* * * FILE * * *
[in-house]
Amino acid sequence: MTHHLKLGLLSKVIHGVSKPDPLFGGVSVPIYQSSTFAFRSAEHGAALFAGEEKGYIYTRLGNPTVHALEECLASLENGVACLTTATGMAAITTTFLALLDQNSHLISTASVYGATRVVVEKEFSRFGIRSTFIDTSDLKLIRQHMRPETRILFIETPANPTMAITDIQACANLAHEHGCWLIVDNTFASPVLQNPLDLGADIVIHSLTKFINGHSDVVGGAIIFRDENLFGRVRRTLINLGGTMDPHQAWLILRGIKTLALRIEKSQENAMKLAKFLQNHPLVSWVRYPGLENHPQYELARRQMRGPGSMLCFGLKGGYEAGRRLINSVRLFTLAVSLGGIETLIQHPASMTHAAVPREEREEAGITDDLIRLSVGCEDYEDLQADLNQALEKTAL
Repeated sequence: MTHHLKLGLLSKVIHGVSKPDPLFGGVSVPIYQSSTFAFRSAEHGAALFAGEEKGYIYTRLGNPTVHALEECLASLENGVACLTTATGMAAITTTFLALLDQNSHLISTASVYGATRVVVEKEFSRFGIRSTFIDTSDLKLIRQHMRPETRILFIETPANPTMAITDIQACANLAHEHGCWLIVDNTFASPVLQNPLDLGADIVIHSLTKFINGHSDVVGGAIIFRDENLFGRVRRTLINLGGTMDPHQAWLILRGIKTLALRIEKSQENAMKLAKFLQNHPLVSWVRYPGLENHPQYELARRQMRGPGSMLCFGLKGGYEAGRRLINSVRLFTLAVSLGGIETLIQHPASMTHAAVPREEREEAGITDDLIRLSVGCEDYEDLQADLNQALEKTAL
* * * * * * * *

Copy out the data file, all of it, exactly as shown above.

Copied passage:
[in-house]
Amino acid sequence: MTHHLKLGLLSKVIHGVSKPDPLFGGVSVPIYQSSTFAFRSAEHGAALFAGEEKGYIYTRLGNPTVHALEECLASLENGVACLTTATGMAAITTTFLALLDQNSHLISTASVYGATRVVVEKEFSRFGIRSTFIDTSDLKLIRQHMRPETRILFIETPANPTMAITDIQACANLAHEHGCWLIVDNTFASPVLQNPLDLGADIVIHSLTKFINGHSDVVGGAIIFRDENLFGRVRRTLINLGGTMDPHQAWLILRGIKTLALRIEKSQENAMKLAKFLQNHPLVSWVRYPGLENHPQYELARRQMRGPGSMLCFGLKGGYEAGRRLINSVRLFTLAVSLGGIETLIQHPASMTHAAVPREEREEAGITDDLIRLSVGCEDYEDLQADLNQALEKTAL
Repeated sequence: MTHHLKLGLLSKVIHGVSKPDPLFGGVSVPIYQSSTFAFRSAEHGAALFAGEEKGYIYTRLGNPTVHALEECLASLENGVACLTTATGMAAITTTFLALLDQNSHLISTASVYGATRVVVEKEFSRFGIRSTFIDTSDLKLIRQHMRPETRILFIETPANPTMAITDIQACANLAHEHGCWLIVDNTFASPVLQNPLDLGADIVIHSLTKFINGHSDVVGGAIIFRDENLFGRVRRTLINLGGTMDPHQAWLILRGIKTLALRIEKSQENAMKLAKFLQNHPLVSWVRYPGLENHPQYELARRQMRGPGSMLCFGLKGGYEAGRRLINSVRLFTLAVSLGGIETLIQHPASMTHAAVPREEREEAGITDDLIRLSVGCEDYEDLQADLNQALEKTAL